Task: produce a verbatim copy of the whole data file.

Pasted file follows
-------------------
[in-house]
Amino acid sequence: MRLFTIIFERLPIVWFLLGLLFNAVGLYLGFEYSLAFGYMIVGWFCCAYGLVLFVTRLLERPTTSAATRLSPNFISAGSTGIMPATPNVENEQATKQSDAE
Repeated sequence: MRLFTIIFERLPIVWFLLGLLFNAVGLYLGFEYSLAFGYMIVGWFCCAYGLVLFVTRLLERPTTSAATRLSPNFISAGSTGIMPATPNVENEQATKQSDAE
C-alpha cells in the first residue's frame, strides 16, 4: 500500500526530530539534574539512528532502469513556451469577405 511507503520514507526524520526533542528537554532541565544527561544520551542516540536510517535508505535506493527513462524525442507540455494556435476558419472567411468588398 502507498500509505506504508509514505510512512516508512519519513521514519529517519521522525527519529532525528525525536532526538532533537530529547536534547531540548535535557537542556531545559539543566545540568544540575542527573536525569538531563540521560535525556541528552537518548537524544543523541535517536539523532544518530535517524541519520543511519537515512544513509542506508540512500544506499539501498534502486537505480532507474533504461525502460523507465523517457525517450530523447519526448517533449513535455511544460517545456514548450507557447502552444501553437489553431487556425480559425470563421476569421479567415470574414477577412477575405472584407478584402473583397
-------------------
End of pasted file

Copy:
[in-house]
Amino acid sequence: MRLFTIIFERLPIVWFLLGLLFNAVGLYLGFEYSLAFGYMIVGWFCCAYGLVLFVTRLLERPTTSAATRLSPNFISAGSTGIMPATPNVENEQATKQSDAE
Repeated sequence: MRLFTIIFERLPIVWFLLGLLFNAVGLYLGFEYSLAFGYMIVGWFCCAYGLVLFVTRLLERPTTSAATRLSPNFISAGSTGIMPATPNVENEQATKQSDAE
C-alpha cells in the first residue's frame, strides 16, 4: 500500500526530530539534574539512528532502469513556451469577405 511507503520514507526524520526533542528537554532541565544527561544520551542516540536510517535508505535506493527513462524525442507540455494556435476558419472567411468588398 502507498500509505506504508509514505510512512516508512519519513521514519529517519521522525527519529532525528525525536532526538532533537530529547536534547531540548535535557537542556531545559539543566545540568544540575542527573536525569538531563540521560535525556541528552537518548537524544543523541535517536539523532544518530535517524541519520543511519537515512544513509542506508540512500544506499539501498534502486537505480532507474533504461525502460523507465523517457525517450530523447519526448517533449513535455511544460517545456514548450507557447502552444501553437489553431487556425480559425470563421476569421479567415470574414477577412477575405472584407478584402473583397